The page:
- The fields added to the Values section will automatically Sum if all of the cells in the chosen Field data have values. If there are blanks in the column of the chosen data set, they will automatically Count.
- If desired, fields can be added by dragging and dropping (they can be reorganized this way as well). The Filter and Columns areas need to be dragged and dropped into.
- If a non-numeric field is added to the Values section, it will automatically count the total number of occurrences (all occurrences, not unique occurrences) for each Row criteria.
- All column headings will be named with the Field name and “Sum of,” “Count of,” etc. The headings can be renamed but cannot be named a name that already exists. The workaround is to add a space after the new header name to make it “different” than the original header.
- Once the PivotTable Fields menu has been closed, reopening it is as easy as right clicking anywhere in the PivotTable and choosing “Show Field List.” On a Mac, click into the PivotTable and click “Field List” on the toolbar.
For the DoD view shown above, we placed “Reporting Ends” in the Rows area and “Amount Spent” in the Values area. If you want to see spend DoD split out by campaign, pull “Campaign Name” into the Columns area and it will segment it out in the columns.
A couple handy tips:
- Because the data is so easily parsed, exporting as much data as possible â€” think Campaign, Ad Set, Ads/Keywords, by demographic or device, by day, and all time â€” is the best way to avoid double work. Once the pivoting starts, it’s easy to find something else interesting to segment by, and if everything is already in the raw data, there’s no need to go back to the UI for more.
- If any changes are made to the raw data, the report can be refreshed. Right click anywhere in the table and click “Refresh.” If the changes made were to column names that are currently in use, they will need to be pulled in again after the refresh.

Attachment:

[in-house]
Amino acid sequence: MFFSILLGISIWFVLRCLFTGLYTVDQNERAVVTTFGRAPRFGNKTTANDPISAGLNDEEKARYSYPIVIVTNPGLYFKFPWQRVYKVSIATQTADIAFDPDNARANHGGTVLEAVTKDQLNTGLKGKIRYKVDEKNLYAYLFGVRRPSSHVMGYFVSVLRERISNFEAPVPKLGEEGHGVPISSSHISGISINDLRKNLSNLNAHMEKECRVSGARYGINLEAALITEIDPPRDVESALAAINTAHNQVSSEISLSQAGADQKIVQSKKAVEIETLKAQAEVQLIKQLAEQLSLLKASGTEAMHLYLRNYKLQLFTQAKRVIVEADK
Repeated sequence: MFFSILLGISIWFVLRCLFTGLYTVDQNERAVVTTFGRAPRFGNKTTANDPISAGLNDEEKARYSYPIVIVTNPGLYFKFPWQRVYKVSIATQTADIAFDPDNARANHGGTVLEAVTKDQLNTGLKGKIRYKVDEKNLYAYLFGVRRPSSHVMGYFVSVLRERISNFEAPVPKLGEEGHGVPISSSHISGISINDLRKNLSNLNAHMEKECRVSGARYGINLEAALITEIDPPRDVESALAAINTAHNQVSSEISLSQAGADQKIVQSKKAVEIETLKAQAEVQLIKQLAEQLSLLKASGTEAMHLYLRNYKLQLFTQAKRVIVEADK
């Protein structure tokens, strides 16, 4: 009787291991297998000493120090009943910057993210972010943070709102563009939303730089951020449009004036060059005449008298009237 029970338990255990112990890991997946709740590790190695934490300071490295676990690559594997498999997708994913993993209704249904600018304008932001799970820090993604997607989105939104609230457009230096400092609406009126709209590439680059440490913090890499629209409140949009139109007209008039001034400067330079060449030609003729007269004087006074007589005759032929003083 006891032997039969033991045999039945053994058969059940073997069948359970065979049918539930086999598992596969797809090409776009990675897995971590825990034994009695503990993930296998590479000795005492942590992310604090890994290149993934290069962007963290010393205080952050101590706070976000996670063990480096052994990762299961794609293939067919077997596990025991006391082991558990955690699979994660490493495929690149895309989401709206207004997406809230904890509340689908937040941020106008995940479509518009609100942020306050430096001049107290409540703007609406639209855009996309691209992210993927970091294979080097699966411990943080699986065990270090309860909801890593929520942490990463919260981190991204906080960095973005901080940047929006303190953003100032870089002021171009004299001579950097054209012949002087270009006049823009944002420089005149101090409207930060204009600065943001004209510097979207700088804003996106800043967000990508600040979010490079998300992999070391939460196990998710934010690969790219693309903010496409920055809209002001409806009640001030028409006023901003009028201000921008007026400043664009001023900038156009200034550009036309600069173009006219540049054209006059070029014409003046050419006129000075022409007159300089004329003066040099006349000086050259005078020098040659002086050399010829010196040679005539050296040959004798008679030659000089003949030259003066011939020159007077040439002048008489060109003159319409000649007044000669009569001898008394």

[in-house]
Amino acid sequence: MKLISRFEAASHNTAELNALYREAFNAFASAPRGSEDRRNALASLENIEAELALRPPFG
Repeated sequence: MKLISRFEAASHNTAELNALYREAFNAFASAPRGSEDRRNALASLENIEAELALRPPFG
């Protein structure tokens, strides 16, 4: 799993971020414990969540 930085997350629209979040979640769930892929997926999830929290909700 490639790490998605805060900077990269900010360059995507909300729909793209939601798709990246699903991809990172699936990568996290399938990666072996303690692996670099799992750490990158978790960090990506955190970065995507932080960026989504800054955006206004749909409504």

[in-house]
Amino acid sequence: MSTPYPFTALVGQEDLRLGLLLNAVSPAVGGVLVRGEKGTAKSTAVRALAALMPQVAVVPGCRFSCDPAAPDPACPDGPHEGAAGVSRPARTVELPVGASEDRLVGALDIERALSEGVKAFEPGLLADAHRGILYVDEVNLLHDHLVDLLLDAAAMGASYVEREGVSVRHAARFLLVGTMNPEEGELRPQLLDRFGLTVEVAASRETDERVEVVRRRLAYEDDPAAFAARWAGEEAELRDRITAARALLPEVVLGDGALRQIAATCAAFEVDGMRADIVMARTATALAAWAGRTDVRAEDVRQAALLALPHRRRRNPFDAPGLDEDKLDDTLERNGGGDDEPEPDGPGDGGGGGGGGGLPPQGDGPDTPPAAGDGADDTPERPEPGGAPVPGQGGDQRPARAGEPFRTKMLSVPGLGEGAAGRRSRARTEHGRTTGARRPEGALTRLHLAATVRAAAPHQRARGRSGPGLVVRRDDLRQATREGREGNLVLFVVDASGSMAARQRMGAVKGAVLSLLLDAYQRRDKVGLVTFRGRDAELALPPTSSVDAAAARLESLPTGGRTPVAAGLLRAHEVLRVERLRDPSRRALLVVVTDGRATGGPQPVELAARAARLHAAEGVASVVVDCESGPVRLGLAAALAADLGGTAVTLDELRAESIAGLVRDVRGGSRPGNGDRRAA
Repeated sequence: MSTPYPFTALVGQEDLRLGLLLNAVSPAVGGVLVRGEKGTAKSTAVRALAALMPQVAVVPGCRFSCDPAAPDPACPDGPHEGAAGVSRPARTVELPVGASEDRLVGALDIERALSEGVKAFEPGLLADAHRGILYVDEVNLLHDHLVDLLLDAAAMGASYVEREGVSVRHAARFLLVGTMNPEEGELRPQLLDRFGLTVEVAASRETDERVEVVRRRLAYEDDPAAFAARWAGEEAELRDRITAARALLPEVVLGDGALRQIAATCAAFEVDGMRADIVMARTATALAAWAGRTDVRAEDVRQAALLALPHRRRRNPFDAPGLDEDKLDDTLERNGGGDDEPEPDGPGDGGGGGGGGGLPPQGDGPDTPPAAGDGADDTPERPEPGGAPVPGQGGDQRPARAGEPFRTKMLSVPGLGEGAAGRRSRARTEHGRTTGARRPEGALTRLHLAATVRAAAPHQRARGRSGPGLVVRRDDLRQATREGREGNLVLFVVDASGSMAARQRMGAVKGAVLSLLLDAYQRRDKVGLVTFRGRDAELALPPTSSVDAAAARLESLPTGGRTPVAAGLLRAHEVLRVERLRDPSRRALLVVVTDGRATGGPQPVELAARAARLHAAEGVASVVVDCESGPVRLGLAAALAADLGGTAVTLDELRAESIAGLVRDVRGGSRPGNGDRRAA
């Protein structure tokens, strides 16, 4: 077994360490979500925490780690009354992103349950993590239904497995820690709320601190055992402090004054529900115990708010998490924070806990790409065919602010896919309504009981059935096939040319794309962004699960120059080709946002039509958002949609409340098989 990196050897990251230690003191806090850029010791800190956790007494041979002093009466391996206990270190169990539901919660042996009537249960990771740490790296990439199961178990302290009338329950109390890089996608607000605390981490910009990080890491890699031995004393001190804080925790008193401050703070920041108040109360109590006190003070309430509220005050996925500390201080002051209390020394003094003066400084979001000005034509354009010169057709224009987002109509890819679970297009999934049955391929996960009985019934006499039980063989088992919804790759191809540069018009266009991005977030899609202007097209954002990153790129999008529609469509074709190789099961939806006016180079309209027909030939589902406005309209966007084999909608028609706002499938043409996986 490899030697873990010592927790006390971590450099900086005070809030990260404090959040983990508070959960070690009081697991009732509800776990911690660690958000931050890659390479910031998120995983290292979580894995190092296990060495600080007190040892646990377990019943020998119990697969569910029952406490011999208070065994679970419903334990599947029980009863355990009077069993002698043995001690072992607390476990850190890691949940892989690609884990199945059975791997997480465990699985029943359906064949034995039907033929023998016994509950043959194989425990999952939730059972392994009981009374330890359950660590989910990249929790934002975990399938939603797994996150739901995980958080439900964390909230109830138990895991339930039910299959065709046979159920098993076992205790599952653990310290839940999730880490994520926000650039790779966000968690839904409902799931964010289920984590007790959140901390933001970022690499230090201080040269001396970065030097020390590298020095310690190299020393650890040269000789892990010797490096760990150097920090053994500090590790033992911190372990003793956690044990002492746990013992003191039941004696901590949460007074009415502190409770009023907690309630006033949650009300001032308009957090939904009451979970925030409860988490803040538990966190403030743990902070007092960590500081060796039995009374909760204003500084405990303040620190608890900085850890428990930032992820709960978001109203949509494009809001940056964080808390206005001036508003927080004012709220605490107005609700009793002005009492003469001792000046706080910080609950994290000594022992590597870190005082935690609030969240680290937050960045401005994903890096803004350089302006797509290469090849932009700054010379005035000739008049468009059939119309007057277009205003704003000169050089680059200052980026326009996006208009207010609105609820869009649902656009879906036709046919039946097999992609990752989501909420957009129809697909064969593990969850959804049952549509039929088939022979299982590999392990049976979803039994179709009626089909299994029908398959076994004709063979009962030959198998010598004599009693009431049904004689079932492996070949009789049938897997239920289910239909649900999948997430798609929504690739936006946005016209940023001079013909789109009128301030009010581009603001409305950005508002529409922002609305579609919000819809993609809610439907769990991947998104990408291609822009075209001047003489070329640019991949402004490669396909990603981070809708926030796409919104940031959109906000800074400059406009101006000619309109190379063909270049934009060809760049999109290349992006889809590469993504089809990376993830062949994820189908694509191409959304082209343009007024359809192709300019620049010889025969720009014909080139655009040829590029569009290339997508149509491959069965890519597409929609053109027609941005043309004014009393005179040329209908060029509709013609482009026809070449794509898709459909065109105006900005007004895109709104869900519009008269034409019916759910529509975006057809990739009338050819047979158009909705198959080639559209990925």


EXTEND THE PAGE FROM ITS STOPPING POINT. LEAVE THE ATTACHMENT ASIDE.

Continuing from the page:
There’s more fun stuff??
Never, ever, ever, ever, ever, ever* average an average, percent or calculation out of the raw data. For metrics such as CPC, CTR and the like, calculate those from scratch using the Calculated Fields option. Click anywhere in the PivotTable, and the Analyze and Design tabs will show up in the top toolbar on the right. In the Analyze tab (PivotTable Analyze on Mac), click the “Fields, Items, & Sets” dropdown then the “Calculated Field” option:
Once clicked, this box will open:
Name the Calculated Field. As stated above, the names cannot be duplicates of a Field that already exists. A space before or after a duplicated Field name will get around that issue. Next, choose the Fields to be calculated and click “Insert Field.” The options will be placed in the Formula box:
Using the dropdown in the Name box will allow all Calculated Fields to be viewed and edited. Some notes:
- The Calculated Field will always show with the “Sum of Name” header.
- Errors such as #N/A or #DIV/0! tend to make important information difficult to read. You can format errors in the Analyze tab. Once in the tab, click on the “Options” button on the left side. Then in the “Layout & Format” tab under Format is an option to choose what is shown for error values. An easy one is to simply use two dashes (“–“):